How can I get into a Data Science program without a STEM background?
Asked on 2020-11-23 18:51 by Roberta U.
I have an undergrad in history and politics, and took a few sociology classes where we discussed survey methods, basic stats. I don't know how to write code or do anything fancy from a machine learning perspective. Is it possible for me to get started in this space?
Response #1By Wojciech G. on 2020-11-23 19:03
We get this question a lot, and I wanted to throw in a brief "guide" on the topic.
- Emphasize your subject matter expertise. I believe in the concept of “hybrid data scientists”; these are individuals who have a huge range of experiences or work backgrounds, but they might not be in formal STEM areas, or maybe not in data science. The intuition you build up in these other areas can be framed as a huge strength.
- Be practical with your data science capabilities. Tell the story of how your strengths can be used to support your data science ambitions, or the broader data science team requirements wherever you're joining. Many data scientists aren't great visual designers, some struggle with written communication, others with customer service... I ran a company called Canopy Labs a while back, and we would hire customer service reps who we'd train in data science. They would be great communicators and in 1 or 2 years, would move into data science roles due to our training!
- As you get more experienced, build a portfolio that pushes your skillset and illustrates your (new) capabilities. Data scientists, analysts, and other data professionals who are serious about their careers need portfolios. It shows you can do end-to-end projects, and speaks louder than any resume item you have.
Let's summarize the above... Imagine you're someone who has retail experience (e.g. working as a cashier or in a retail store). You understand customers, you might be good with people, and you understand the "on the ground" challenges of a retail environment better than many experienced data scientists. You can present yourself as someone who is a subject matter expert.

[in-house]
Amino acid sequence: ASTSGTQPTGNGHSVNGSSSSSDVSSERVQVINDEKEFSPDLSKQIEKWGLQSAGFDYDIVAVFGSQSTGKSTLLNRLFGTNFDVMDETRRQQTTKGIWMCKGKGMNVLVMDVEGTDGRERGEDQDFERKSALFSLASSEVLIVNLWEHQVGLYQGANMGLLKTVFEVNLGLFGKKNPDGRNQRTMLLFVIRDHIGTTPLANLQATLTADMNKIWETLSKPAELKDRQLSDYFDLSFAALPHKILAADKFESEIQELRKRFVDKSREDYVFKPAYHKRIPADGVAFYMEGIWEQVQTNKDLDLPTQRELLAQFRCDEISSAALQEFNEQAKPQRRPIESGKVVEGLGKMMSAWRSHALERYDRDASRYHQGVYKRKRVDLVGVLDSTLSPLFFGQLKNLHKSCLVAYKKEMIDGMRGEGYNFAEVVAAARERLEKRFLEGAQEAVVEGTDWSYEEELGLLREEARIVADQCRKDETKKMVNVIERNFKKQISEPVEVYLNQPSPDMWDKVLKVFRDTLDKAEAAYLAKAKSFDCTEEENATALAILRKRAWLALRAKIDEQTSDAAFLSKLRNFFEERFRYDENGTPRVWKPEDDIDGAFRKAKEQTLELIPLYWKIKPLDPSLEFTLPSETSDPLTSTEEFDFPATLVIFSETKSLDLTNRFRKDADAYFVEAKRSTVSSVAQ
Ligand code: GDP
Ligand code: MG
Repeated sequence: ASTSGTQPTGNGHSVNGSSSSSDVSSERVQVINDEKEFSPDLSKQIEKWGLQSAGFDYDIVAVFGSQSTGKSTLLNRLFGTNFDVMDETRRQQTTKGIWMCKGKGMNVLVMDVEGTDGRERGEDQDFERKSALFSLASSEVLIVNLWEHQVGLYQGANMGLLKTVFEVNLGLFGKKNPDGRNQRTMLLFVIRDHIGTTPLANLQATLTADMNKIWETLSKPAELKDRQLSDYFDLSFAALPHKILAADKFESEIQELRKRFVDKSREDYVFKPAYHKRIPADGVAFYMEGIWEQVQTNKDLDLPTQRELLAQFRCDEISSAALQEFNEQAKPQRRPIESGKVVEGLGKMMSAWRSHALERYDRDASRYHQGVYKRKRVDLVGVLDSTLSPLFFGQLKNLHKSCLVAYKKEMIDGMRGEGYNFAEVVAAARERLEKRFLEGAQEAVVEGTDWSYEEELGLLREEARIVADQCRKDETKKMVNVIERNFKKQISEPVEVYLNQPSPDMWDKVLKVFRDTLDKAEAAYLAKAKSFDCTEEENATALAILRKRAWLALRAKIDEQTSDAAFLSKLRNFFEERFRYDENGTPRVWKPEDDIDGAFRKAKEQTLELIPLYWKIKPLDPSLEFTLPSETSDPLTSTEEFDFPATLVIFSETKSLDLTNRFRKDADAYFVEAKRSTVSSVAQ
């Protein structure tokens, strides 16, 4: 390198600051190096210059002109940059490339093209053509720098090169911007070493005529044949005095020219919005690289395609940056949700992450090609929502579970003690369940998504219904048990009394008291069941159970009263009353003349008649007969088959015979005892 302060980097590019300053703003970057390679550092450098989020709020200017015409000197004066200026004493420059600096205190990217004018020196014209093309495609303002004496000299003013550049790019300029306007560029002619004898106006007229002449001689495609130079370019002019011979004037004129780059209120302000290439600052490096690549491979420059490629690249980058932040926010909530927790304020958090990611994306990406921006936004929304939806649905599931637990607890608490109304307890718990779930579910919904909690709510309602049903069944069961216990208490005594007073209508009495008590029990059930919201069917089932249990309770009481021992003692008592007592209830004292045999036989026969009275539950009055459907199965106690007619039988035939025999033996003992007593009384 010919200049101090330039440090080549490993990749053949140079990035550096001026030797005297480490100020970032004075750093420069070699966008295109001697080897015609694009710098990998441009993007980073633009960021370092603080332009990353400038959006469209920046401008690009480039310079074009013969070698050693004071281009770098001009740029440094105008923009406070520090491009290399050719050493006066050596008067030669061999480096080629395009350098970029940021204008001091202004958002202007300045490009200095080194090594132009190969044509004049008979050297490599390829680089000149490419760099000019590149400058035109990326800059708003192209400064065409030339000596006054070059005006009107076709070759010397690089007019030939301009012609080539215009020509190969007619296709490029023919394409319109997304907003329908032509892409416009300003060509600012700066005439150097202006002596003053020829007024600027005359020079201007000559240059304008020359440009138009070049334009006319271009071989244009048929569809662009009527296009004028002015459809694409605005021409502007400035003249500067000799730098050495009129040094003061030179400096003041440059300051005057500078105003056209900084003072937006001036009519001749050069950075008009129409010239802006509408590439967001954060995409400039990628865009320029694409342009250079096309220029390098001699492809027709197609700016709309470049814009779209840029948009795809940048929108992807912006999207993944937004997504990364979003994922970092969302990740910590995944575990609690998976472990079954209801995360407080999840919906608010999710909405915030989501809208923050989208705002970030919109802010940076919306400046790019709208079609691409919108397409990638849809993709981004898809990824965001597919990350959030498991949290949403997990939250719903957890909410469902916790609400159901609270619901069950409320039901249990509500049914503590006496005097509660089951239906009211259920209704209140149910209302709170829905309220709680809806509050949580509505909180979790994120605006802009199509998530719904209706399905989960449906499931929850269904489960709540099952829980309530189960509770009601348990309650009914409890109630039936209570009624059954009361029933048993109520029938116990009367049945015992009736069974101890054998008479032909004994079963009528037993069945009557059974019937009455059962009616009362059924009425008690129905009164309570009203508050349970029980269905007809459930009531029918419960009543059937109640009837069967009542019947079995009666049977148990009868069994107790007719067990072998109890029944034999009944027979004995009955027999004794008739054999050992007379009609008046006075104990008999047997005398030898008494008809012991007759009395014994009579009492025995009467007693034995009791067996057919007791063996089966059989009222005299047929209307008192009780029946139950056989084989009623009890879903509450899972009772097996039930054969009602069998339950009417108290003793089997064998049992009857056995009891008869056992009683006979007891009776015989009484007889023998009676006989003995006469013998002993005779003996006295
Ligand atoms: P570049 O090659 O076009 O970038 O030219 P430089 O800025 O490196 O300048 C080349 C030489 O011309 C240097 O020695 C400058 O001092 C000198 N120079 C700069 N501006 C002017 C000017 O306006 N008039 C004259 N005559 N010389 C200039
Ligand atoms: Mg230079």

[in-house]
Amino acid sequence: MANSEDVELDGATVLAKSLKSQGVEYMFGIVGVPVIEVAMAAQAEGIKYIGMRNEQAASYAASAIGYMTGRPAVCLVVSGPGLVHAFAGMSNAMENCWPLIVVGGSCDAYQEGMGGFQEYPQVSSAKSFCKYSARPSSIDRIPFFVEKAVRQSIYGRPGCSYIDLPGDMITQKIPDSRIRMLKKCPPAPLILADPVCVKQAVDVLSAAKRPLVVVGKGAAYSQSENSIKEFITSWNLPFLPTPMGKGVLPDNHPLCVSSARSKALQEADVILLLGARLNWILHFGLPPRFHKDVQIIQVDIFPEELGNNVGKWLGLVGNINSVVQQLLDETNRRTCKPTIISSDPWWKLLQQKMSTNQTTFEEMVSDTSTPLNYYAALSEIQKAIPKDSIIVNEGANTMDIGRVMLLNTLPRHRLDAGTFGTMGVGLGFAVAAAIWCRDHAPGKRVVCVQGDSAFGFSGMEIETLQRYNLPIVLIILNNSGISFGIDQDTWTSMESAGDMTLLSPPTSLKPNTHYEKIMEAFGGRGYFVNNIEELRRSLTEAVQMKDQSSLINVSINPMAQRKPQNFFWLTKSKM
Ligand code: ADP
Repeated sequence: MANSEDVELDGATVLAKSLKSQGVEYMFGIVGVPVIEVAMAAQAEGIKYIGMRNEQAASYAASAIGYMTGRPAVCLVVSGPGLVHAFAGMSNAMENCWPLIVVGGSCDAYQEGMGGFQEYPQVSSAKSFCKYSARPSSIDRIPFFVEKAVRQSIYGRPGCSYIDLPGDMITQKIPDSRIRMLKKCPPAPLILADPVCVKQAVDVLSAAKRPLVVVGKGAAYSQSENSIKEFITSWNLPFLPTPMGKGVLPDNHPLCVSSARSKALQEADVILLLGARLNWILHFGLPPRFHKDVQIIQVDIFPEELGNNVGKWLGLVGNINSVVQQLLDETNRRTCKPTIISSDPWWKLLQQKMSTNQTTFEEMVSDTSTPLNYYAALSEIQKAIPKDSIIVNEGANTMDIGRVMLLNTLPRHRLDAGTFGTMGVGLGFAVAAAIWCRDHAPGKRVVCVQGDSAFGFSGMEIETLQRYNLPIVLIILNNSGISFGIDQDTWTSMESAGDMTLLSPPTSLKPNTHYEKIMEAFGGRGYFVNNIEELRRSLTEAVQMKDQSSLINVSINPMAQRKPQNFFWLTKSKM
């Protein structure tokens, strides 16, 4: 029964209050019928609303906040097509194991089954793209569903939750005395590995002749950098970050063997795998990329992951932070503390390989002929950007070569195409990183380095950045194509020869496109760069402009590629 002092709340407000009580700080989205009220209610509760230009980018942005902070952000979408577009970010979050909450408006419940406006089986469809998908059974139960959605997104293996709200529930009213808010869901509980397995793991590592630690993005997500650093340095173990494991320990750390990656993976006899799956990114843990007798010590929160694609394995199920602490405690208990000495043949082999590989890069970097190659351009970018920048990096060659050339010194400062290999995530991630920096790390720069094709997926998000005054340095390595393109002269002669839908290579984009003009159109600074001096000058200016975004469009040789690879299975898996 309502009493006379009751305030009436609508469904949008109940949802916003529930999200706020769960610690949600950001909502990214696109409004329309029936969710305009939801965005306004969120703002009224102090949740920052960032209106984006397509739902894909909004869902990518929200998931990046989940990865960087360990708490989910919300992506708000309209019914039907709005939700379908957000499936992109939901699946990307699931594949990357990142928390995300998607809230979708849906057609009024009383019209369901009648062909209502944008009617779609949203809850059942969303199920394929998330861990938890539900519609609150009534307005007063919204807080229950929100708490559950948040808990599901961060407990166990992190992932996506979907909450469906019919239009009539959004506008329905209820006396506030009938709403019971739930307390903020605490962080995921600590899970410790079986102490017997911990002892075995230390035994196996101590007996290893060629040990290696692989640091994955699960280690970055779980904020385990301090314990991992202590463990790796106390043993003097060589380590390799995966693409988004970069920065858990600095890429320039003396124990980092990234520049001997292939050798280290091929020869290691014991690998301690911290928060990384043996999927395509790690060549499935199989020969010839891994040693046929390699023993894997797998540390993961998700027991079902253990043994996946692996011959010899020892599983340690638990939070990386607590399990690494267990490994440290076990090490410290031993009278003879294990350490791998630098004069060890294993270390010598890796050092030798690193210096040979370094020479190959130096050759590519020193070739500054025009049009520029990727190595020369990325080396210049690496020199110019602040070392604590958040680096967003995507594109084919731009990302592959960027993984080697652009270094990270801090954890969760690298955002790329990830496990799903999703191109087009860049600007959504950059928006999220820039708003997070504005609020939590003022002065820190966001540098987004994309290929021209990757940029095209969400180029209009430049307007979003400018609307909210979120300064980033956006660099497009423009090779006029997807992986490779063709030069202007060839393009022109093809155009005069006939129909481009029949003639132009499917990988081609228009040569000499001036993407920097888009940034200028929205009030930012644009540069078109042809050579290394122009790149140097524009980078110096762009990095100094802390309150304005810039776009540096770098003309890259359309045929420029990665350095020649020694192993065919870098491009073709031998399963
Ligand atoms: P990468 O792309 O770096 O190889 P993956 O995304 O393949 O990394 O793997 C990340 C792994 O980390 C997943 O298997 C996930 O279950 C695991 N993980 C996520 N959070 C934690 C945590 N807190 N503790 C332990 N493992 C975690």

Building a portfolio with retail data (e.g., from the BLS
in the US) could showcase how you understand the on-the-ground retail situation while also being able to analyze data. That's powerful!
This is a great question and I'm happy to help further!
Response #2By H L. on 2020-11-25 18:38
I would also add that as you focus on your DS careers, from a tactical perspective, look to the jobs that will provide a good stepping stone. look for DS roles, but also look at analyst roles (business analyst, report analyst, product analyst, marketing analyst). Within reason, anything with an “analyst” job title may give you great exposure to real life, messy datasets, and you can use that as leverage to further enhance your skills.
From an employer perspective, depending on where you are, consider the smaller firms. Those may not be as competitive and will have more leeway in you trying different tasks.
I came from a non-tech role and I got my first job merely because the company was small, and after I got rejected, I emailed the hiring manager 3 months later and was like “Hey, I’m still available if you ever need someone”, and either he/she appreciated my grit or just felt a bit of pity, but 5 years later, I’m now at a new place that I really enjoy. It definitely takes a lot of determination, but also some luck, so don’t give up! Just have a plan and have a good survey of the market, and also your own capapabilities (strengths, weakness, etc)